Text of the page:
LONDON • Defending set pieces is in danger of becoming a farce in the Premier League because of new directives issued to referees regarding pulling and pushing inside the area, Peter Crouch has warned.
The Stoke City forward made his damning assessment after watching his team's 4-1 defeat by Manchester City on Saturday, a game in which two penalties were awarded by referee Mike Dean.
The first came on 27 minutes after the Stoke captain, Ryan Shawcross, was spotted grabbing Nicolas Otamendi's arm as he looked to make contact with a Kevin de Bruyne corner.
The other was given on 47 minutes after Raheem Sterling was deemed to have unfairly blocked Shawcross as he tried to run on to a corner from Joe Allen.
Both decisions are a consequence of instructions handed down to officials by their representative body, Professional Game Match Officials Limited, at the start of the season to clamp down on illegal contact during the build-up to corners and free kicks.
The measure has broadly been welcomed but Crouch feels it will lead to more problems than solutions.
"They (the referees) came in at the start of the season and said that there were going to be more penalties this year," said the 35-year-old.
"I think Ryan was pulled up in the media a few times about holding and stuff like that. Obviously the referee was dying to give that. Then it looked like he evened things up to be honest.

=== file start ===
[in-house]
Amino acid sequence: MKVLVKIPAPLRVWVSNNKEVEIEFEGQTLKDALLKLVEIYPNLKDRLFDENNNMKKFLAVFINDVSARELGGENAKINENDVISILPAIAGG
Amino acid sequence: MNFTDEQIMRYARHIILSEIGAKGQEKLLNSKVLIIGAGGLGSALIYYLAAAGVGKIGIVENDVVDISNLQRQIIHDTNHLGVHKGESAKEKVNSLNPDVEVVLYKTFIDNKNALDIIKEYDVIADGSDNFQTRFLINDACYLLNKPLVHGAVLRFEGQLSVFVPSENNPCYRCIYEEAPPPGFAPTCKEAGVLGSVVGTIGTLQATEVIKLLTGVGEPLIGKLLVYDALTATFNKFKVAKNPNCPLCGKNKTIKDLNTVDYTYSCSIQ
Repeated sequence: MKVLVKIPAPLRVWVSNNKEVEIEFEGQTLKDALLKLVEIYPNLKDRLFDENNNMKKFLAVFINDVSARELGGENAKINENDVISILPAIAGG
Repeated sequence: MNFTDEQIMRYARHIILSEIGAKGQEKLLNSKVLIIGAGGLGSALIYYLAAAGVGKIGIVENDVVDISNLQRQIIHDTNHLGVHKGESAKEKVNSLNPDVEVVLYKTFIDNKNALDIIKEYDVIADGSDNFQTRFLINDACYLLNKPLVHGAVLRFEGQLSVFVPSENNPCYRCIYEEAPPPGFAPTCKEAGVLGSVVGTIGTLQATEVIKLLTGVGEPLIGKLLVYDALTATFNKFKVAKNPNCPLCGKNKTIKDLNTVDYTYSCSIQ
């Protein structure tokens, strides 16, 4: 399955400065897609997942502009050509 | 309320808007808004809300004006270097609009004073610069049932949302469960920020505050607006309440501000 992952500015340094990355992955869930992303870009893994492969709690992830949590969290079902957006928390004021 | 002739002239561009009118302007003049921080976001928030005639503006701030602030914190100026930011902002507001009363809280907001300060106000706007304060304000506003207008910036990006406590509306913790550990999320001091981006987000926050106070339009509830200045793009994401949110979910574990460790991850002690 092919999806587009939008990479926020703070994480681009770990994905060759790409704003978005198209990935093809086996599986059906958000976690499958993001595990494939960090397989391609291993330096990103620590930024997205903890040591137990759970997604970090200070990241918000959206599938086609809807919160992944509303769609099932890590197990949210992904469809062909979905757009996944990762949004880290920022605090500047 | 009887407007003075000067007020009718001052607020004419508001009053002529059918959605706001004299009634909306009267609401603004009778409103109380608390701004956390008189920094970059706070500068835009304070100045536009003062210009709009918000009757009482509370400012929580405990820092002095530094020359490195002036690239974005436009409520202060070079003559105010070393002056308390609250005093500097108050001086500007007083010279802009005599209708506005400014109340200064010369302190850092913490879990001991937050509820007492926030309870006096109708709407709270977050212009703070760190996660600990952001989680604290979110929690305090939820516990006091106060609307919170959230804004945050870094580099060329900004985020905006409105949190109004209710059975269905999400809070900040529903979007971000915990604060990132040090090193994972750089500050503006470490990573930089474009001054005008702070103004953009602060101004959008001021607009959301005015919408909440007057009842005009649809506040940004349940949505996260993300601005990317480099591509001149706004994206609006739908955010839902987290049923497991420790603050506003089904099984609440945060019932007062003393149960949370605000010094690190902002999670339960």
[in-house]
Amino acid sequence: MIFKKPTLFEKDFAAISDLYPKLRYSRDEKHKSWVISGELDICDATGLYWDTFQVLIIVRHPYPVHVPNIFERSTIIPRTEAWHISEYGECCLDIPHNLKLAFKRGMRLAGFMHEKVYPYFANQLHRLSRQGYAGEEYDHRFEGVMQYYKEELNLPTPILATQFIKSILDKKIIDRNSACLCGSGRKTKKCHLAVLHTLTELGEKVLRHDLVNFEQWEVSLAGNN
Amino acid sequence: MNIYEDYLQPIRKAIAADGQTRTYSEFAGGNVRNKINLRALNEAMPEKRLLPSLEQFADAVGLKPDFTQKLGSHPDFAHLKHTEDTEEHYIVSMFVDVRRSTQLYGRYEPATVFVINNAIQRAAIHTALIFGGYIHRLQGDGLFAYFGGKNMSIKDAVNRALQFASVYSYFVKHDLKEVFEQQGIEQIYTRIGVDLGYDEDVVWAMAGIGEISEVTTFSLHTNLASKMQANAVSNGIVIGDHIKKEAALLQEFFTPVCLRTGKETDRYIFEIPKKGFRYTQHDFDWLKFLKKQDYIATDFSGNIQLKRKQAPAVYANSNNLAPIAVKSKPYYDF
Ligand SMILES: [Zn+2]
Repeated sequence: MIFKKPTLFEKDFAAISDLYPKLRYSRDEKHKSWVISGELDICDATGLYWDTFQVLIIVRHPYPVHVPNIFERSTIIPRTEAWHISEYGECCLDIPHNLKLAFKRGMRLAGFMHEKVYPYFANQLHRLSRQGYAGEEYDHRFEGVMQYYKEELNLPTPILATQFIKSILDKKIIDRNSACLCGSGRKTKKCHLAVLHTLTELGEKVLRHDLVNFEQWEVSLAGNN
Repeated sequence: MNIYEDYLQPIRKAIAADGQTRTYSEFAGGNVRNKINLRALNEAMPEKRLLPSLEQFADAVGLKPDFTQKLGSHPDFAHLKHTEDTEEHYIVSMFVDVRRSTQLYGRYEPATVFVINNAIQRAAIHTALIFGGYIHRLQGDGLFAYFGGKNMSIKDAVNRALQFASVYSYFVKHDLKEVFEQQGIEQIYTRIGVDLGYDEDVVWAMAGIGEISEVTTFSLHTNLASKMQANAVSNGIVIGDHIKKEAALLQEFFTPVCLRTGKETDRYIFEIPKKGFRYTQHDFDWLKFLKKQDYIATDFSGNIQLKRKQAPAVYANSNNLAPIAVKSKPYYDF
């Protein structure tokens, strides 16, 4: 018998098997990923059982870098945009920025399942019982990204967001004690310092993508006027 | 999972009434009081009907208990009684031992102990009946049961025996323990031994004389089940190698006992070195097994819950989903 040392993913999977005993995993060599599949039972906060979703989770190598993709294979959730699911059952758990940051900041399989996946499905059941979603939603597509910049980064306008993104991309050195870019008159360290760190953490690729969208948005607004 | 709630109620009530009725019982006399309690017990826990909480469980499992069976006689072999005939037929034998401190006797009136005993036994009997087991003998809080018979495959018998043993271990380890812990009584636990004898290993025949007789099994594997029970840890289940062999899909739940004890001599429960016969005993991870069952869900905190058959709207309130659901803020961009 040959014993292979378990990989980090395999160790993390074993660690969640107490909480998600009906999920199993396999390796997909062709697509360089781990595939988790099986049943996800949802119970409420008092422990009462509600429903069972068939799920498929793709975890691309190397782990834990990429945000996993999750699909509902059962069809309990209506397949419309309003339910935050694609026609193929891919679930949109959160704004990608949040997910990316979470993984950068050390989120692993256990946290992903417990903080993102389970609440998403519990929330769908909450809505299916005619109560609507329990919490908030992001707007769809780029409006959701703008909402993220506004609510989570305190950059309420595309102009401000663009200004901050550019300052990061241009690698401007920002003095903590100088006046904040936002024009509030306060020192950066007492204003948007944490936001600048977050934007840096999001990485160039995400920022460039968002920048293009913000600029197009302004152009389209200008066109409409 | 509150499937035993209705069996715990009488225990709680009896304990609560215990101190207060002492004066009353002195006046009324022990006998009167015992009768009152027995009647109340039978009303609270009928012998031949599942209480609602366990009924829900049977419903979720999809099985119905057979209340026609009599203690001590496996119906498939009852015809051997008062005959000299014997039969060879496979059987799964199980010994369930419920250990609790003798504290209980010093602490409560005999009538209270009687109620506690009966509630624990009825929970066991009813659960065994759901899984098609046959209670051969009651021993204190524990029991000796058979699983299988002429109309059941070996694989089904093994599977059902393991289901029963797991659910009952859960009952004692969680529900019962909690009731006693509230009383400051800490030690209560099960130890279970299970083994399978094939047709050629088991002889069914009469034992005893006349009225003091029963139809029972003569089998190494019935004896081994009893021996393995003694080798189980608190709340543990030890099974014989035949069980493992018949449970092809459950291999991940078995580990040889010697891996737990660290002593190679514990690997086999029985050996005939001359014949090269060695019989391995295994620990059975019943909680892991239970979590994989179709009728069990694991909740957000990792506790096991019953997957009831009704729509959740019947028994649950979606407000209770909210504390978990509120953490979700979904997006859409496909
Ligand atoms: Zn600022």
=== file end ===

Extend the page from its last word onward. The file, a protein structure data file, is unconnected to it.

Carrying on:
"If you're going to give penalties away like that, there are going to be a lot of penalties and people will be asking for consistency. If they're penalties, then you're going to be giving two or three a game and it's going to be a farce."
Stoke manager Mark Hughes has also called on referees to show consistency with regards to the enforcement of the new directive.
"Let's hope that now every time Mike Dean referees, he referees in the same manner," Hughes said.
Saturday's penalties are the only ones to be awarded as a direct result of the new guideline so far but Crouch feels that they will have an immediate effect on defending at set pieces.
"There's going to be no pulling or holding so you'd rather let him (the opposition player) have a header, which sounds ridiculous but that's the way the game seems to be going," he said.